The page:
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© Sara Schmeer
Kim Shay suffered serious injuries when a pit bull attacked her and a friend in Shay's Southeast Portland home on Oct. 2, 2014.
When Kim Shay opened the door to the basement apartment that she rents out, the 100-pound pit bull went for her friend, latched onto his arm and started violently shaking it.

Shay kicked the dog and yanked its collar, but the pit bull wouldn't let go. So she bit Smokey, first on the ear, then on the cheek, trying to get the dog's attention.

That's when Smokey attacked her, she said Tuesday.

The dog fastened onto her right arm and jerked it with powerful jaws. She put up her left arm, trying to fight the dog off while calling its name.

"Smokey, it's me," she pleaded.


Then the male pit bull went for her left arm, chewing it to shreds. The dog knocked Shay over and the two wrestled on the basement floor, sliding around in her blood.

She had to get out of there. The pit bull was going to kill her, she thought.

Shay crawled up a few stairs, she said, but the dog pulled her down by the leg. She tried again and again until she was at the top of two flights. Using all her strength, she pushed the door open and slammed it shut, with Smokey on the other side.

"I was dripping in blood, head to toe in blood," she said from her bed at OHSU Hospital.

Her friend, apparently traumatized, had not called anyone for help, so Shay staggered outside, screaming. She walked to the fire station less than a block away, at Southeast 134th Street and Foster Road, and banged on the door. In the end, a commuter stopped, called 911 and an ambulance took her to the emergency room.

She's been at OHSU ever since the attack about 5 p.m. Thursday. Doctors operated, trying to patch her together. Her left arm, which was broken, is a mess. When the dog was done, Shay had three strips of skin left, with bone, tendon and nerves exposed. She said it's unlikely she will ever have full use of the arm again.

"It would be really miracle if I got to 50 percent," she said.

But Shay, who's 53 and has multiple sclerosis, bears no ill will toward the dog. She has a pit bull of her own, Toby, who's 9 years old. But unlike Toby, Smokey is not neutered, she said.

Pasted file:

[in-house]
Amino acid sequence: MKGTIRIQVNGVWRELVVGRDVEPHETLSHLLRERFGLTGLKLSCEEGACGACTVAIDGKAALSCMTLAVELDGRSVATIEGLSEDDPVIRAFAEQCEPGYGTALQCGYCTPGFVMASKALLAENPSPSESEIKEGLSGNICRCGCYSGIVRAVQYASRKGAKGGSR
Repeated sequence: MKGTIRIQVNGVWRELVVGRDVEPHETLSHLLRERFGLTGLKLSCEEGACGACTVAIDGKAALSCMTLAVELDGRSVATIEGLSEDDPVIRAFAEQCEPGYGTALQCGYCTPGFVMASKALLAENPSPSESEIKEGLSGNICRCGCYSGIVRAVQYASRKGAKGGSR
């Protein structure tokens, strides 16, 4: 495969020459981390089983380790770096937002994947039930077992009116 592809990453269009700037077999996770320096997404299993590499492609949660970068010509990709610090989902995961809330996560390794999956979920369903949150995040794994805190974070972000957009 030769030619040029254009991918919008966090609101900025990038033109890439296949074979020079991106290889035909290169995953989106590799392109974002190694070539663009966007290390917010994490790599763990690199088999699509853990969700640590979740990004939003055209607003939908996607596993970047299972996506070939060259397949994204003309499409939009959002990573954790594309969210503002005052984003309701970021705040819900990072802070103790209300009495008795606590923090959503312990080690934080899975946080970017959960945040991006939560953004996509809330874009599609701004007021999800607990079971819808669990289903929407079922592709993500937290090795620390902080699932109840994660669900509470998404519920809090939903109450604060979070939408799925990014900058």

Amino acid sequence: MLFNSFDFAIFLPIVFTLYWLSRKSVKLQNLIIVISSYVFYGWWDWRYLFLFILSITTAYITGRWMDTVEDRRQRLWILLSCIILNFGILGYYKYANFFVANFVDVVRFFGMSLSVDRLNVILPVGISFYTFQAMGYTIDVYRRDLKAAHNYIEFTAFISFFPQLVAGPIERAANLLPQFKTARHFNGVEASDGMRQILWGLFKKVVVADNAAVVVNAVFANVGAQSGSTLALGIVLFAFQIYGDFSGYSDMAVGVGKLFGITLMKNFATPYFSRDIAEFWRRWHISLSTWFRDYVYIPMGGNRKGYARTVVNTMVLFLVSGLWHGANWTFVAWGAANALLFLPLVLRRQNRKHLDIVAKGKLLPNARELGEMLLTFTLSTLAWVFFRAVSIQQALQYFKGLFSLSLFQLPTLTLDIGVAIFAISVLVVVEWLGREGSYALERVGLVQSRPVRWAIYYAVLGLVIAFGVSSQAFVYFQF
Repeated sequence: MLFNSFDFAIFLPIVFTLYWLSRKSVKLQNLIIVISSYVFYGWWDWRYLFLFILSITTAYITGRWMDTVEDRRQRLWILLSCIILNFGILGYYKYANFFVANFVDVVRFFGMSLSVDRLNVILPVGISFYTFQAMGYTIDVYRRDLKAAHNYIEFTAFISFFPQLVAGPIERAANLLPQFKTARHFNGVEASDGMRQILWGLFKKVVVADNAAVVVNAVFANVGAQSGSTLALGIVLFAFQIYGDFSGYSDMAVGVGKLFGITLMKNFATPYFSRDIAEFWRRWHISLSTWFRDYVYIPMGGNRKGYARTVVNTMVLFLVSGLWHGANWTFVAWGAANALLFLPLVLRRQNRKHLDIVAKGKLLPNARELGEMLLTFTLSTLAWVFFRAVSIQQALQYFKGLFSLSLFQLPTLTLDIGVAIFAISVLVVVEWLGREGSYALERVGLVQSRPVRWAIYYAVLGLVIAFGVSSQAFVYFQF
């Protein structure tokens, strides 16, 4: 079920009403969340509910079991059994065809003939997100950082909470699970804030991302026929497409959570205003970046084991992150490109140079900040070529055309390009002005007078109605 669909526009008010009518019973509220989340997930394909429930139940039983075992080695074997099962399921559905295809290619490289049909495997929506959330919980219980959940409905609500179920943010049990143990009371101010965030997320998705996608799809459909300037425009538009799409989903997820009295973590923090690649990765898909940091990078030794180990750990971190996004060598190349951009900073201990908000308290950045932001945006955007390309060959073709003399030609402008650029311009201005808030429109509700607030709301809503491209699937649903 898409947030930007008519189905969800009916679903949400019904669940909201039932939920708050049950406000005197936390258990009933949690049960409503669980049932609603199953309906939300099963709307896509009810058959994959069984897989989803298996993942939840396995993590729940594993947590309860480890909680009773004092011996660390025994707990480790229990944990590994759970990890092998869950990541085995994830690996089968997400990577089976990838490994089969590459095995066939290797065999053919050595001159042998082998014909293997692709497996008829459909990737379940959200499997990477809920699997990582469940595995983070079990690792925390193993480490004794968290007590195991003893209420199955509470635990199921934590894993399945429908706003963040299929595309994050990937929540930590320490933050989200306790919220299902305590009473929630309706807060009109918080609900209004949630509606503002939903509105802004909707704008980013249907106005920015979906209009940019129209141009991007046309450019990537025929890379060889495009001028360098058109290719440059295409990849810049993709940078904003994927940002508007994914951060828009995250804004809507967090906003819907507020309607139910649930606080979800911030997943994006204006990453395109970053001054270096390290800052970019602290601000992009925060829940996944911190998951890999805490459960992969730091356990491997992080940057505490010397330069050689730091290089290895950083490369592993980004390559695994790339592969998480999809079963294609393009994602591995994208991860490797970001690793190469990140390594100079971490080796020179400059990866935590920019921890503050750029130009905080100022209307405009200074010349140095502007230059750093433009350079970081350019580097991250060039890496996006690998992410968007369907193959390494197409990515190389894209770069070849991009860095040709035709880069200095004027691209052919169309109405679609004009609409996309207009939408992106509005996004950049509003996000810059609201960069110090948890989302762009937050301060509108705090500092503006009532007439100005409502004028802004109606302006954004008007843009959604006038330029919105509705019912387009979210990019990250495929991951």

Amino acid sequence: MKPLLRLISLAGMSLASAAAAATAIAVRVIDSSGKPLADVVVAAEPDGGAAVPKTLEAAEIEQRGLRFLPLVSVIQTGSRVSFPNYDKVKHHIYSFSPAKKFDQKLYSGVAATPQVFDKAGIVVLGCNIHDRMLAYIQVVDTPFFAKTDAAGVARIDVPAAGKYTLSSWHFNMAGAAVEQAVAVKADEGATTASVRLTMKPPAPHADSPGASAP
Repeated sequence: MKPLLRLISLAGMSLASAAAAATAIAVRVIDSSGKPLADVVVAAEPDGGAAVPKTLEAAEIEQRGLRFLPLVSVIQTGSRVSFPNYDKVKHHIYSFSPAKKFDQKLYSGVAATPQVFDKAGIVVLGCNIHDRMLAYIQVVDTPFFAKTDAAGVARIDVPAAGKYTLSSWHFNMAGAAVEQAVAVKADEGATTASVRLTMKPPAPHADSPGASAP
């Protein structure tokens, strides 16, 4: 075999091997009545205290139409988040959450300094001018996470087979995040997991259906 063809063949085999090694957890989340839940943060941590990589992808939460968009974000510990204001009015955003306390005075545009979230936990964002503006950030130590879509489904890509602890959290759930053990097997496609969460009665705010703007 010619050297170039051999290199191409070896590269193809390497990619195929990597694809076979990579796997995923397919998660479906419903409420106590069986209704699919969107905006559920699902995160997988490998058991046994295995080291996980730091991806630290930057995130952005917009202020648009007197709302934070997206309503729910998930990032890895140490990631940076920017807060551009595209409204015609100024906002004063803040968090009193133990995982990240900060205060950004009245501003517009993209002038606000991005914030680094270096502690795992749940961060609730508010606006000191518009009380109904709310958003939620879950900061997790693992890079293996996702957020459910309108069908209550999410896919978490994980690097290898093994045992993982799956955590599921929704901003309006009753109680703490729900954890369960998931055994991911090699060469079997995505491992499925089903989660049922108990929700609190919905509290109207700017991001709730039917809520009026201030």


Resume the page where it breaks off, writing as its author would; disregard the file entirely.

Smokey also attacked someone in the home where its owner lives, Shay said. That's why the pit bull came to stay with Shay's renter.

Shay knew Smokey was sometimes staying in the basement apartment. She even played with the dog. But she told her renter that the pit bull had to go -- Smokey frightened her, she said.

"I loved on this dog and played on this dog," she said. "It's such a tragedy. But he was massive. Even playing, he would knock me over."

Smokey, who's about 2 years old, is in a security quarantine kennel at Multnomah County Animal Control in Troutdale. Animal Services investigators consider Smokey to be a dangerous dog -- one that either kills a person or causes serious physical injury.

Shelter staff interviewed the owner, Reanna Erickson, on Tuesday and served her with a notice of infraction, said Randall Brown, the shelter's chief field supervisor. The notice advises her to surrender the dog. She can appeal within 30 days, pay $100 for boarding and $25 for a hearing and a private attorney will decide the dog's fate.

If Erickson surrenders the dog, a shelter review panel will determine its fate. Erickson couldn't be immediately reached for comment.

Shay doesn't like to talk about euthanasia, but she said she doesn't think Smokey can be rehabilitated.

As for her own future, that, too, is uncertain. She's likely to be discharged from OHSU on Wednesday, but will have to go into a rehab facility to try to regain some use of her fingers and arms. On Social Security disability, she has limited means and lives alone. Her daughter has set up a fund - Kim Shay Community Fund at Rivermark Community Credit Union - for anyone who wants to help out.

Shay has managed to keep her sense of humor, even laughing occasionally while recounting the ordeal. She does not want the attack to reflect on the breed.

"I don't want this to be all about how bad pit bulls are," she said. "That's not the case. This is a single incident. It's not the norm."